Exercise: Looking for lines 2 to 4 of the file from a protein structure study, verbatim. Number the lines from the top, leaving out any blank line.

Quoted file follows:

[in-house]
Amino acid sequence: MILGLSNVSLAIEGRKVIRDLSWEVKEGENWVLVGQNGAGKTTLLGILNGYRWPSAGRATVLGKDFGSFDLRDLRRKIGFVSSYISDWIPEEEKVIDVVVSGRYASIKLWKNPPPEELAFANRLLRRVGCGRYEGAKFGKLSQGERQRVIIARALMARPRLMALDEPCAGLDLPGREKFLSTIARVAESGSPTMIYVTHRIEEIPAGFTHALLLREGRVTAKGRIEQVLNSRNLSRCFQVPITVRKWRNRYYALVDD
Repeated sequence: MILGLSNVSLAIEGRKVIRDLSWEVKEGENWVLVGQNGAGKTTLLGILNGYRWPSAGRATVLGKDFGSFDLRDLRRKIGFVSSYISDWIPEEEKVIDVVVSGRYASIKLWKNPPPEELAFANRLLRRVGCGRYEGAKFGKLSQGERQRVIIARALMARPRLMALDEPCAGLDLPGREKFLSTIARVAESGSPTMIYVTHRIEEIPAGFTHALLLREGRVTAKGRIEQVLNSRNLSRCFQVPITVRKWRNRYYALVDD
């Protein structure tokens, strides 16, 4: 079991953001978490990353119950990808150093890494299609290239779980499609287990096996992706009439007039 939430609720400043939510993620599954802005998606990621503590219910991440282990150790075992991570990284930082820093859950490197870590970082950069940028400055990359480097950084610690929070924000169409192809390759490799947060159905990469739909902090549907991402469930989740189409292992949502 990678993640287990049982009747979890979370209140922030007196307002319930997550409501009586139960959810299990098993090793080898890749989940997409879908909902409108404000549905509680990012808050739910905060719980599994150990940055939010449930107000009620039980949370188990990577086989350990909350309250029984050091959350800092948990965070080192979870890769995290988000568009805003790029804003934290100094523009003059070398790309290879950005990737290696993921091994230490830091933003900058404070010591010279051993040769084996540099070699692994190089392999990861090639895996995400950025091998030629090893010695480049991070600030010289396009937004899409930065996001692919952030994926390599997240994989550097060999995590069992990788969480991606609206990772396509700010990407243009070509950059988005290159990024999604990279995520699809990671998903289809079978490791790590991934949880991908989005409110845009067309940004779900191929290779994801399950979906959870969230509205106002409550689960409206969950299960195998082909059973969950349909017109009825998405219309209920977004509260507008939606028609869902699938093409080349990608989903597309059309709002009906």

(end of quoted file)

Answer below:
Amino acid sequence: MILGLSNVSLAIEGRKVIRDLSWEVKEGENWVLVGQNGAGKTTLLGILNGYRWPSAGRATVLGKDFGSFDLRDLRRKIGFVSSYISDWIPEEEKVIDVVVSGRYASIKLWKNPPPEELAFANRLLRRVGCGRYEGAKFGKLSQGERQRVIIARALMARPRLMALDEPCAGLDLPGREKFLSTIARVAESGSPTMIYVTHRIEEIPAGFTHALLLREGRVTAKGRIEQVLNSRNLSRCFQVPITVRKWRNRYYALVDD
Repeated sequence: MILGLSNVSLAIEGRKVIRDLSWEVKEGENWVLVGQNGAGKTTLLGILNGYRWPSAGRATVLGKDFGSFDLRDLRRKIGFVSSYISDWIPEEEKVIDVVVSGRYASIKLWKNPPPEELAFANRLLRRVGCGRYEGAKFGKLSQGERQRVIIARALMARPRLMALDEPCAGLDLPGREKFLSTIARVAESGSPTMIYVTHRIEEIPAGFTHALLLREGRVTAKGRIEQVLNSRNLSRCFQVPITVRKWRNRYYALVDD
């Protein structure tokens, strides 16, 4: 079991953001978490990353119950990808150093890494299609290239779980499609287990096996992706009439007039 939430609720400043939510993620599954802005998606990621503590219910991440282990150790075992991570990284930082820093859950490197870590970082950069940028400055990359480097950084610690929070924000169409192809390759490799947060159905990469739909902090549907991402469930989740189409292992949502 990678993640287990049982009747979890979370209140922030007196307002319930997550409501009586139960959810299990098993090793080898890749989940997409879908909902409108404000549905509680990012808050739910905060719980599994150990940055939010449930107000009620039980949370188990990577086989350990909350309250029984050091959350800092948990965070080192979870890769995290988000568009805003790029804003934290100094523009003059070398790309290879950005990737290696993921091994230490830091933003900058404070010591010279051993040769084996540099070699692994190089392999990861090639895996995400950025091998030629090893010695480049991070600030010289396009937004899409930065996001692919952030994926390599997240994989550097060999995590069992990788969480991606609206990772396509700010990407243009070509950059988005290159990024999604990279995520699809990671998903289809079978490791790590991934949880991908989005409110845009067309940004779900191929290779994801399950979906959870969230509205106002409550689960409206969950299960195998082909059973969950349909017109009825998405219309209920977004509260507008939606028609869902699938093409080349990608989903597309059309709002009906």